The reference to "your neighbor" maybe only applies if you are accessing broadband via cable as I am where we all share the same data "pipeline". Theoretically cable performance can drop if its gets overloaded but I have never noticed any difference in the years that we have used Roadrunner.



    TednDi, please elaborate on a "bit torrent approach". What does that mean? [/B]



    No - you have a maximum bitrate that you can receive stuff at, and that is set by roadrunner. The reason why you don't notice other people slowing you down is that you are usually running at far below your maximum bitrate. Look at the bitrates of your downloads - they will be way below your maximum (usually 1 mBit/sec is a great speed, like from the apple website or some other big server).



    If you are subscribed to "Roadrunner premium", then your maximum bitrate is about 5 or 6 mb/sec (I get 5.5 - they advertise "up to 8", but that is pretty unrealistic and non-typical). If you start a 5 mb/sec download, your wife will get mad at you when her internet access slows way down or hangs, particulary if it is for two hours while you watch a movie over the internet.
  • Reply 15 of 26
    I like the idea of a little mini-DVI output from the new Airport Express, a new version of DVD Player and QuickTime with the ability to stream to the AE in iTunes style using the mini-DVI and audio outs. Also, the AE gives my PB12 optical out meaning true 5.1 surround when plugged into a decent decoder. How much do M-Audio charge for their USB/optical out unit? About the same as the current AE. So that's DVDs and 5.1 (or DTS) sound all wireless. This will be entirely plausible when 802.11n comes onto the scene later this year.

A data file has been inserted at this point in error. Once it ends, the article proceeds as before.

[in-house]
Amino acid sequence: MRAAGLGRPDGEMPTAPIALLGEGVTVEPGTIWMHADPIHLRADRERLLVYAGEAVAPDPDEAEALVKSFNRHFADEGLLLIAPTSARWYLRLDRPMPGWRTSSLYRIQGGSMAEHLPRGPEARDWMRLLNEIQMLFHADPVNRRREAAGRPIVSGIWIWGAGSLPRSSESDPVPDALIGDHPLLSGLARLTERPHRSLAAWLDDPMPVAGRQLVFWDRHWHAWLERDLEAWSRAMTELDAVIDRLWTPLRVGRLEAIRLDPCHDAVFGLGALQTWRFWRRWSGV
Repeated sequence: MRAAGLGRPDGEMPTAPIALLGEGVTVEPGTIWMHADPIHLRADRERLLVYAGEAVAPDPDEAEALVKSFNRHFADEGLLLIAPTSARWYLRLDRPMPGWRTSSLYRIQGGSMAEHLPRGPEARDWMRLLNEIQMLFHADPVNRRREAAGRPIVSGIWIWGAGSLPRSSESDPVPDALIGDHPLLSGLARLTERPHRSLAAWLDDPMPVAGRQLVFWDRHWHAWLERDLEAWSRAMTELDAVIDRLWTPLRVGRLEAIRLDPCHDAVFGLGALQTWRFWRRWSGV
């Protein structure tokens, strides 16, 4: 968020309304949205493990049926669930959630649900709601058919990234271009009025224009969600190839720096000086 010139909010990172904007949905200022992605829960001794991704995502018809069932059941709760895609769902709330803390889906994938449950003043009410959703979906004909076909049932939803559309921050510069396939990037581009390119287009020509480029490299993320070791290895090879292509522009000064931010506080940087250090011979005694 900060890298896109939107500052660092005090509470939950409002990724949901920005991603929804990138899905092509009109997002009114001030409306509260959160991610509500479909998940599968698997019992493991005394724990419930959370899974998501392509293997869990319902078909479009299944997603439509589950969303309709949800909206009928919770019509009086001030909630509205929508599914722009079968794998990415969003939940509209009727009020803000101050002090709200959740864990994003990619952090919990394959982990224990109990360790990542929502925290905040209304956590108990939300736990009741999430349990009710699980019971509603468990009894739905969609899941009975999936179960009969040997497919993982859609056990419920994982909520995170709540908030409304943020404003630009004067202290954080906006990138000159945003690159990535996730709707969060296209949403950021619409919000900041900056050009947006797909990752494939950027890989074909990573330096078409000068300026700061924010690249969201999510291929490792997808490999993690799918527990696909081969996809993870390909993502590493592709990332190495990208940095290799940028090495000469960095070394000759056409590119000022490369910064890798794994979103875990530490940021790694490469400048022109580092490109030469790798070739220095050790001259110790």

And all of this has nothing to do with a video store... yet.



    They could probably use the AE as a bridge for USB and FireWire devices. This would be great (although I know this would affect data rates significantly).



    Whilst we're on the subject, how about some support for wireless USB and wireless FireWire? Both are in the works, although W-USB seems to be further on. Imagine wireless iPod dock, wireless external drives, wireless EyeTV.



    Unfortunately, we'd still have power cables... This needs to be next on the wireless hitlist
  • Reply 16 of 26
    Quote:

    Originally posted by danielctull

    I like the idea of a little mini-DVI output from the new Airport Express, a new version of DVD Player and QuickTime with the ability to stream to the AE in iTunes style using the mini-DVI and audio outs. Also, the AE gives my PB12 optical out meaning true 5.1 surround when plugged into a decent decoder. How much do M-Audio charge for their USB/optical out unit? About the same as the current AE. So that's DVDs and 5.1 (or DTS) sound all wireless. This will be entirely plausible when 802.11n comes onto the scene later this year.



    And all of this has nothing to do with a video store... yet.



    They could probably use the AE as a bridge for USB and FireWire devices. This would be great (although I know this would affect data rates significantly).